Are you good at multitasking? That's a question often heard in a job interview but is it emotionally healthy to work with constant interruptions? Does it increase stress and affect how we relate to our coworkers? A new study looked at the emotional cost of frequent interruptions during cognitive work.
“We knew that knowledge workers who engaged in frequent interruptions exhibited higher stress levels,” study author Ioannis Pavlidis of the University of Houston told us. “We measured this physiologically. Accordingly, we had expected that they would probably experience negative emotions, but we had no idea about the exact type of emotions and their intensity.”
Pavlidis told us he and his team chose to research this topic because we are in the era of the knowledge economy.
“Knowledge workers proliferate and gain importance,” Pavlidis told us. “Almost all of them multitask. Hence, multitasking is a ubiquitous and consequential behavior that begs for attention.”
To test their theory, the researchers ran a controlled experiment with 26 participants in two groups: a `batch’ group and a `continual’ group. Both groups were tasked to write an essay that required critical thinking. They also had to answer eight emails.
The batch group composed the essay largely uninterrupted, because they answered all the emails in a batch towards the beginning of the writing task. The continual group was interrupted every few minutes with an incoming email, which they had to answer on the spot.
The participants were imaged continuously with a camera. This imagery was fed into a neural network that was giving instantaneous probabilistic estimates for seven emotions, based on the participants’ facial expressions. These initial estimates were further processed using a novel method, capable of accounting for both pure and mixed emotions. This new method provided a far more accurate and nuanced picture of the people’s displayed emotions with respect to legacy methods.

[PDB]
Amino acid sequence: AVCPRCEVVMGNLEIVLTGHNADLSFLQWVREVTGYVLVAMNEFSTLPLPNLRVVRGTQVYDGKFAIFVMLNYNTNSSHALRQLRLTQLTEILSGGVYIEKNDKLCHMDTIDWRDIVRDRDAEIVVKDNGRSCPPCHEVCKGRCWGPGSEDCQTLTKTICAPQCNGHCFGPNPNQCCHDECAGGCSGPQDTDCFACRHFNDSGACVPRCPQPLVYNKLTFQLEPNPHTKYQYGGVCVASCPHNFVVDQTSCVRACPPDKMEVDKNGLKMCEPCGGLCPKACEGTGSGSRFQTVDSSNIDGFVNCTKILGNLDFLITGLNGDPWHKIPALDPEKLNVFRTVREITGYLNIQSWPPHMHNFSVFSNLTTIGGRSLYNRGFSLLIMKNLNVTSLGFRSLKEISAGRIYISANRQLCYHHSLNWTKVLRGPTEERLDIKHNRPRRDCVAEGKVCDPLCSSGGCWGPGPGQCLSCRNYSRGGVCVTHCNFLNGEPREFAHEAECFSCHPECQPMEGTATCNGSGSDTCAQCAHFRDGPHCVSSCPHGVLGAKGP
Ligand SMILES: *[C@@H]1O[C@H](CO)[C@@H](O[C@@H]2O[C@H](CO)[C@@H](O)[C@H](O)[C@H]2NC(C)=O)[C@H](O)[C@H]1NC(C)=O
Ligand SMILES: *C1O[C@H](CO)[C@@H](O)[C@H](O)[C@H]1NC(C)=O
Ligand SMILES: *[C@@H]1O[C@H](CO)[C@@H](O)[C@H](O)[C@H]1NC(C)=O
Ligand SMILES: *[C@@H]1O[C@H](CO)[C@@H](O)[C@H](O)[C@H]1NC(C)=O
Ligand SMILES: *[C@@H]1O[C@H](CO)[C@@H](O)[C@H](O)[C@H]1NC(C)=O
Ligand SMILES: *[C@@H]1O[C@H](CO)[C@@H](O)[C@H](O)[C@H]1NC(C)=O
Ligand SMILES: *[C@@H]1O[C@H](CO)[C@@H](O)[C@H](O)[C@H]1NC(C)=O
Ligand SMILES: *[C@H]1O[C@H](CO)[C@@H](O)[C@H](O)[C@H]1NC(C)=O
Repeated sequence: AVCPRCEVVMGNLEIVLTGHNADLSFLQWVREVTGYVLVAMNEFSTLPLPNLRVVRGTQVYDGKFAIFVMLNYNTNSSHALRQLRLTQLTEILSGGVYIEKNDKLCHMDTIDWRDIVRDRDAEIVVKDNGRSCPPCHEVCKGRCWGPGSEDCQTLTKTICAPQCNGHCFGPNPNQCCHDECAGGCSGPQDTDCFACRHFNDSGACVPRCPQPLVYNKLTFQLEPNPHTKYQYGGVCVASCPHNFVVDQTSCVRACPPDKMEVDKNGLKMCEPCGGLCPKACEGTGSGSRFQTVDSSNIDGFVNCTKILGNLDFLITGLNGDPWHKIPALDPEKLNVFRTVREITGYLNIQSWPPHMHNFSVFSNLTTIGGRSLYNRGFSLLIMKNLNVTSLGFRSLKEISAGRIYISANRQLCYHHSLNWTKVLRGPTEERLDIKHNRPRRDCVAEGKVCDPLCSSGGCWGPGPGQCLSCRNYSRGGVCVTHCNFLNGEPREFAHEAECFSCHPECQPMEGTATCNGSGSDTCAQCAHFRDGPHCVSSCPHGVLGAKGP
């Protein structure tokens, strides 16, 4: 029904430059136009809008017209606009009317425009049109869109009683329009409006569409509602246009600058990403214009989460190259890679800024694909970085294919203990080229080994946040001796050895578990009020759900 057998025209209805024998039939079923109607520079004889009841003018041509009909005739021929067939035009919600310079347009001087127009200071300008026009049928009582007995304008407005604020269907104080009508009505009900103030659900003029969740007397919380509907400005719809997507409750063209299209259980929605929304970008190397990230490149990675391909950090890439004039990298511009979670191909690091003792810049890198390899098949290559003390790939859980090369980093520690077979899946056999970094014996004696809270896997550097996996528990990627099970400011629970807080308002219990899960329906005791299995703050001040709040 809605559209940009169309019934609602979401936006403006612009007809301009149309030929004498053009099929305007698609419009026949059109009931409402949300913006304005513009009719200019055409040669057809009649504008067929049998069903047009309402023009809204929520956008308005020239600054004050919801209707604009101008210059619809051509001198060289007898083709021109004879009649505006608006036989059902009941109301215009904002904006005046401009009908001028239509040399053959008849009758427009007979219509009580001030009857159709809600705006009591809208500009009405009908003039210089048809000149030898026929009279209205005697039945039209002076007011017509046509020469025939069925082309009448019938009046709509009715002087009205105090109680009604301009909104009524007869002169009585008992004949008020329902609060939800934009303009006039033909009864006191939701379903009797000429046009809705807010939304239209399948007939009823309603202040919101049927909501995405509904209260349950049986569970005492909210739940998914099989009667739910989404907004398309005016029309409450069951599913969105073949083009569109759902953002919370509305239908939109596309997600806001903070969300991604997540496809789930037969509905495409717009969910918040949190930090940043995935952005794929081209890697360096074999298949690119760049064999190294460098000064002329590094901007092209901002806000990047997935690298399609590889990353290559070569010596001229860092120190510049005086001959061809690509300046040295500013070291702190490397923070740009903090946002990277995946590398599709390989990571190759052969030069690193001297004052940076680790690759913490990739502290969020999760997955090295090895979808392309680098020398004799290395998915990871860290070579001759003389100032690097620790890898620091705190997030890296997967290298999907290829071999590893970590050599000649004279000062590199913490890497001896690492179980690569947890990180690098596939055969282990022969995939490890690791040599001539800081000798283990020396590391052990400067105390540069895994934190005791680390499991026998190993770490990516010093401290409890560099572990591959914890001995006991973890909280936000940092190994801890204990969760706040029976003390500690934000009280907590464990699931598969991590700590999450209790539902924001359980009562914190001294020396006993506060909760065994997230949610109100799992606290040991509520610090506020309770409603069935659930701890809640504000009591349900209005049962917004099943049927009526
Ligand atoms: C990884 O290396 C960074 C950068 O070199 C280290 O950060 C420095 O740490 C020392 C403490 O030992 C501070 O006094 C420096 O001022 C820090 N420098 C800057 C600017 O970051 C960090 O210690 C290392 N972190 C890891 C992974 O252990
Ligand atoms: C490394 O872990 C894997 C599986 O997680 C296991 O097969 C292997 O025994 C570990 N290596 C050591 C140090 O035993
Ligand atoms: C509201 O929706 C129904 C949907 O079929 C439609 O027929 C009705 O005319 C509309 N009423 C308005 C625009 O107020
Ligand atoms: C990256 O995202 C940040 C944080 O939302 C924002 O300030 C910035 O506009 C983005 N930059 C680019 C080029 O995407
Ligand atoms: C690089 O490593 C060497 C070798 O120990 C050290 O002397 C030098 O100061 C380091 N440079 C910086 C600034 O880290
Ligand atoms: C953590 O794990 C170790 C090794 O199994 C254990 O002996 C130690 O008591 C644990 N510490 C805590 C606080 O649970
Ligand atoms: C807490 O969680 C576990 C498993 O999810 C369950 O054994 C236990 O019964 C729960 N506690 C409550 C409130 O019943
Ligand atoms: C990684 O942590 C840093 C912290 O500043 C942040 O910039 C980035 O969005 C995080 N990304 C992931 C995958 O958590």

“The participants who multitasked appeared significantly sadder than the group that did not multitask,” Pavlidis told us. “Interestingly, this sadness was mixed with a touch of fear.”
Pavlidis and his team were surprised with the persistence and intensity of displayed sadness in the multitask group. They were also surprised with the mixing of fear.
“Multitasking appears to have a creeping emotional cost,” Pavlidis told us. “This is very important, because not only multitasking is practiced widely, but also continuously. In light of our findings, it is this sustained nature of multitasking that makes it dangerous in my view.”
In open office spaces, continuously displayed negative emotions are seen by everybody and likely contribute to emotion contagion. The latter is bound to affect organizational culture, creating a feedback loop that would be difficult to break. Importantly, all these processes are undercurrent phenomena, that is, they are there working subconsciously but barely anybody notices them.
“Because of practical office pressures, it is difficult to get rid of multitasking altogether,” Pavlidis told us. “However, knowing now its emotional effects, it would be wise for people to try to limit multitasking by organizing their work smartly. For example, they can handle emails at designated times during the day (morning, mid-day, late afternoon) instead of handling them on the fly.”
Patricia Tomasi is a mom, maternal mental health advocate, journalist, and speaker. She writes regularly for the Huffington Post Canada, focusing primarily on maternal mental health after suffering from severe postpartum anxiety twice. You can find her Huffington Post biography here. Patricia is also a Patient Expert Advisor for the North American-based, Maternal Mental Health Research Collective and is the founder of the online peer support group - Facebook Postpartum Depression & Anxiety Support Group - with over 1500 members worldwide. Blog: www.patriciatomasiblog.wordpress.com